Personal Need Fuels Treatment Program
Nearly 15 years ago, Susan Sorensen started trekking to the Mainland to seek out specialists to help her then-8-year-old daughter, who suffers from a severe form of apraxia, a motor-planning disorder that can affect speech and any kind of coordinated movement. Her hunt for effective treatment lasted several years, until one of the specialists introduced her to a method called Interactive Metronome, a therapeutic tool that is designed to address motor skills and cognitive issues.
“I saw improvement like I hadn’t ever seen before,” Sorensen recalls.
But when they returned home, they couldn’t find anybody in the Islands who was certified in the method. Wanting to continue her daughter’s treatment, Sorensen earned certification in Interactive Metronome, followed later by certifications in other treatment programs that address processing issues and literacy.
Soon a friend of Sorensen asked for help with her child, who faced similar challenges. In 2008, Sorensen launched Learn2Focus, a training and support program for individuals with a range of conditions, including developmental disabilities, auditory processing disorders, dyslexia, language and literacy issues, and focus and attention disorders including ADD and ADHD. The training at Learn2Focus, Sorensen says, can increase concentration, improve motor skills and boost reading comprehension. She also has treated adults who suffer from dementia or are dealing with effects of a stroke.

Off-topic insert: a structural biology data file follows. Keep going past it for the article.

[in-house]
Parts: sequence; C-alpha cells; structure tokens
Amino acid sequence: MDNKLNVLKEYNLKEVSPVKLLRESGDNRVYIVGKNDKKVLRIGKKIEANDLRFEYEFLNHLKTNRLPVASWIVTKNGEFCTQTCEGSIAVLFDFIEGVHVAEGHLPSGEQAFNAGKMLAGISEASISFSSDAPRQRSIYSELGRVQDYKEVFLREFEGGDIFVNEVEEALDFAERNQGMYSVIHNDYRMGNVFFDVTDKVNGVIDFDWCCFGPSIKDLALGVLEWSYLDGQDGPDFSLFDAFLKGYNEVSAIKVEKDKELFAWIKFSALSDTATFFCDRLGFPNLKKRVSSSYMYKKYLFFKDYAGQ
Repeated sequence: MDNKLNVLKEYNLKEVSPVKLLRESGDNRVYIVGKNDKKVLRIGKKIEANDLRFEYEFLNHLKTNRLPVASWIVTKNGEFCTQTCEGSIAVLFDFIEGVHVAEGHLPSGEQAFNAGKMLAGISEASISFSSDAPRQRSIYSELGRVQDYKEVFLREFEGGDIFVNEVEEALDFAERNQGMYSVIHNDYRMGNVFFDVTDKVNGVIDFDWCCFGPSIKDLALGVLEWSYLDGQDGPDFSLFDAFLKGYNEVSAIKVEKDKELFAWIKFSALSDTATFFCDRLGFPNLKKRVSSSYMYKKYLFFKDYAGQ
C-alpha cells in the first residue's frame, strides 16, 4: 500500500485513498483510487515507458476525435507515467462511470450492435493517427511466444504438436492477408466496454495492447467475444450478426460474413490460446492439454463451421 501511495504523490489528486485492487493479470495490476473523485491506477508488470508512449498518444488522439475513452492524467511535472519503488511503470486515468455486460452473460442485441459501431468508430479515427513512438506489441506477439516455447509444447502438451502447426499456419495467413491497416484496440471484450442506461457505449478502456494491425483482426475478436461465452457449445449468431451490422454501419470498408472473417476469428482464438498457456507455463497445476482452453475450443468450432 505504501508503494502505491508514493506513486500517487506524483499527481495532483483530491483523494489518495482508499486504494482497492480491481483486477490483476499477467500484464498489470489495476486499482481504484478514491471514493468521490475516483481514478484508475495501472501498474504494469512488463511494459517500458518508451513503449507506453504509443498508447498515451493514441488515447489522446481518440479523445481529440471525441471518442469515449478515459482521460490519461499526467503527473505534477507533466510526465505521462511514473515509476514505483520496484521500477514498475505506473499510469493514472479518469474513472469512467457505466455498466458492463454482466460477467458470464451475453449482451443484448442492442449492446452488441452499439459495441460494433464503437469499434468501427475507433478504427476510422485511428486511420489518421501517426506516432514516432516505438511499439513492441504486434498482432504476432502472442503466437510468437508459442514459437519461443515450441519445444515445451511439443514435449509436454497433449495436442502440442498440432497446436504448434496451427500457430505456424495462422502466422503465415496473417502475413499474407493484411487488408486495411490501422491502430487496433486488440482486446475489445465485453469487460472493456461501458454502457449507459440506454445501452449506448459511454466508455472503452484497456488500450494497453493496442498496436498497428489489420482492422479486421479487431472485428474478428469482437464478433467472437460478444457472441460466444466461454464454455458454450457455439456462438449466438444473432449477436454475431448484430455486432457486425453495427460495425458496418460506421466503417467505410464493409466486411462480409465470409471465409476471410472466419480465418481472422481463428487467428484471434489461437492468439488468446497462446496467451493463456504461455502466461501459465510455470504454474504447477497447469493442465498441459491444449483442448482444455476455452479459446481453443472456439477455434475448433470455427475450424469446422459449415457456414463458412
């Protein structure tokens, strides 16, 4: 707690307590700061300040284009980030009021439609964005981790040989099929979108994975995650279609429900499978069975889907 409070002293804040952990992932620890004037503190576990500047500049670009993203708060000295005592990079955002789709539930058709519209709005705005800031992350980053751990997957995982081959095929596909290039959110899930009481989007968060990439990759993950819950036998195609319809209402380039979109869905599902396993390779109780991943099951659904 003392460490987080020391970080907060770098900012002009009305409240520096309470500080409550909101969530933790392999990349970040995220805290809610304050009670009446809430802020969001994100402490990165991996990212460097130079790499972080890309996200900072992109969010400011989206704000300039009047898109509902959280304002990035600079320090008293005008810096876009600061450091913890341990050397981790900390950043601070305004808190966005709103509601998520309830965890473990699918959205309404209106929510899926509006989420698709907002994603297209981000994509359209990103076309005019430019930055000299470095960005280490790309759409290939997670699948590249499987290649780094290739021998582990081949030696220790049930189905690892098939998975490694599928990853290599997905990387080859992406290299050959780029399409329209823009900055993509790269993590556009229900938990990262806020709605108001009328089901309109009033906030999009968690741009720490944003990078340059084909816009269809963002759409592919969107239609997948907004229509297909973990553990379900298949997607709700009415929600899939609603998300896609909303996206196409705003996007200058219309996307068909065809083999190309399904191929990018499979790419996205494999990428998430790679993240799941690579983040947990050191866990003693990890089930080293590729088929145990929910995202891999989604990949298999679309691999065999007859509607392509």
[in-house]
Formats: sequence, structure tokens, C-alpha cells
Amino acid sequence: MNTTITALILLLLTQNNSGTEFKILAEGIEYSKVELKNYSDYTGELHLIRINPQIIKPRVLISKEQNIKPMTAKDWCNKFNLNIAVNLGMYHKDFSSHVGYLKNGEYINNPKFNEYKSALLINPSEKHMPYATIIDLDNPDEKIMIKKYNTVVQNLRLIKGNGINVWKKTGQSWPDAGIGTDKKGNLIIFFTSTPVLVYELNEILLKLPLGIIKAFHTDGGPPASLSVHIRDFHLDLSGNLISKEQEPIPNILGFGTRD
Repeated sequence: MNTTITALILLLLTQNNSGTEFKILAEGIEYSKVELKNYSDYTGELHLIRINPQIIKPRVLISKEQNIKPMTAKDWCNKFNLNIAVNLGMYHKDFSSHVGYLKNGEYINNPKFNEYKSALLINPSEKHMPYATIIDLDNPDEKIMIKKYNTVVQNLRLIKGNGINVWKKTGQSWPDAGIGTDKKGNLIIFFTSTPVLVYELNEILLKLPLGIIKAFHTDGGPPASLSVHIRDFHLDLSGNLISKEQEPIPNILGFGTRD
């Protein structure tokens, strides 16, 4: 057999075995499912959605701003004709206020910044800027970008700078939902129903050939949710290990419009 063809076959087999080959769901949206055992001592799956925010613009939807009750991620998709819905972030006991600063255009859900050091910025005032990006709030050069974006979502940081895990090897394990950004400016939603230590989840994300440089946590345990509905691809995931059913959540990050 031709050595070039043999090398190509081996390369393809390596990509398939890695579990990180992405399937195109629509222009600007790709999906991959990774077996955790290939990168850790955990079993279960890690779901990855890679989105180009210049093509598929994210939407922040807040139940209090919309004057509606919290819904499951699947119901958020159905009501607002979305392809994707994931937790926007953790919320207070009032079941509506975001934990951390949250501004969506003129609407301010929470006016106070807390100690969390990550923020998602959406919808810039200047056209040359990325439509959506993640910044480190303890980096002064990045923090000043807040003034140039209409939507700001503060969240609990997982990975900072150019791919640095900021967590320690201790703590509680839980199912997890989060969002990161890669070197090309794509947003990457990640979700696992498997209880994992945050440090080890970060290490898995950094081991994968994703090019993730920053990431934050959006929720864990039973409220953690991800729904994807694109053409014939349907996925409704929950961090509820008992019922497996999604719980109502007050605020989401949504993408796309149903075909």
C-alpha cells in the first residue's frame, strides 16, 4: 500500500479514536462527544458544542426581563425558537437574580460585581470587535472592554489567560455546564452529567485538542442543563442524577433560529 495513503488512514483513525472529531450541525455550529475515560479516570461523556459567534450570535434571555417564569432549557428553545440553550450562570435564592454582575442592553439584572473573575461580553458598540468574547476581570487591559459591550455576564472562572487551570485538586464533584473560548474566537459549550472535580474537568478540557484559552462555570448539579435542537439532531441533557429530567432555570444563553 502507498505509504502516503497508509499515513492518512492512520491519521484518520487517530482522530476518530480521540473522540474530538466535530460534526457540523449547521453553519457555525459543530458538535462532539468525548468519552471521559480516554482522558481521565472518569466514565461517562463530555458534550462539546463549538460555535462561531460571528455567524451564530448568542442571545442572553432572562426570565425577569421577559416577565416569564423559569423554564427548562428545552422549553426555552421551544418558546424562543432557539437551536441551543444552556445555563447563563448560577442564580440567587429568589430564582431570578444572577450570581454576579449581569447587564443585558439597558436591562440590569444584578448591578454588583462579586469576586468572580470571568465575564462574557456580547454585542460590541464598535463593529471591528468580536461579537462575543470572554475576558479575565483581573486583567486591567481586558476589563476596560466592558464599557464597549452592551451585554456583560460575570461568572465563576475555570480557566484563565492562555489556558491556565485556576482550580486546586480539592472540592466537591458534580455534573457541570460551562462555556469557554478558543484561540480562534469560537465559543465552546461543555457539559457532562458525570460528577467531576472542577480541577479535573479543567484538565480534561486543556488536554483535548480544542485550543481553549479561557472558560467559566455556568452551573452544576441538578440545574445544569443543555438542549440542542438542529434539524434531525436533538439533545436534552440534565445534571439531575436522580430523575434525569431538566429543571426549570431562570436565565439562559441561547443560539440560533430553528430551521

Throughout the years, Sorensen has served hundreds of clients. In addition to seeing patients of all ages in her home office, Sorensen also provides online training to families internationally. For each individual, Sorensen designs a program specifically tailored to their needs. She also continually is creating new games as a client progresses to keep them engaged.
The program also ended up helping her own son, who has Down syndrome. He always had been high functioning, until he was diagnosed with a rare autoimmune disease that caused him to lose all of his skills – he could no longer read, write, tie his shoes or even eat properly.
“I developed my own program for him using Interactive Metronome, listening programs, reading training and vision training,” she says. “And you know what? He can eat safely now, he can read, he can write, he can swim again.”
While Sorensen says that the training she provides is not a “magic bullet” for every individual, she certainly has seen some magical results in the last five years. Sorensen has worked with kids who had been failing their classes but report a dramatic increase in their grades after undergoing treatment.
In 2012, one family came to Sorensen with a problem: Their 4-year-old son had been kicked out of his preschool class because his behavior was so bad.
“Just get the picture of the Tasmanian Devil, and that is what this kid looked like, just whirling all over the place. He would throw himself into the floor and smash himself into the wall,” Sorensen says, adding that he also had trouble interacting with his peers.
When he first came to Learn2Focus, he could barely sit still long enough to start an Interactive Metronome game. But after going through sessions three times a week for just a few months, he saw vast progress.
“He was able to do the tasks that I asked for 30 minutes,” she says. “He paid attention and he wanted to do well.”
Now, at age 5, the child is back in school – he can read and write, and his behavioral problems have virtually disappeared.
For more information on Learn2Focus, call 352-0116 or visit adhdnondrug.com.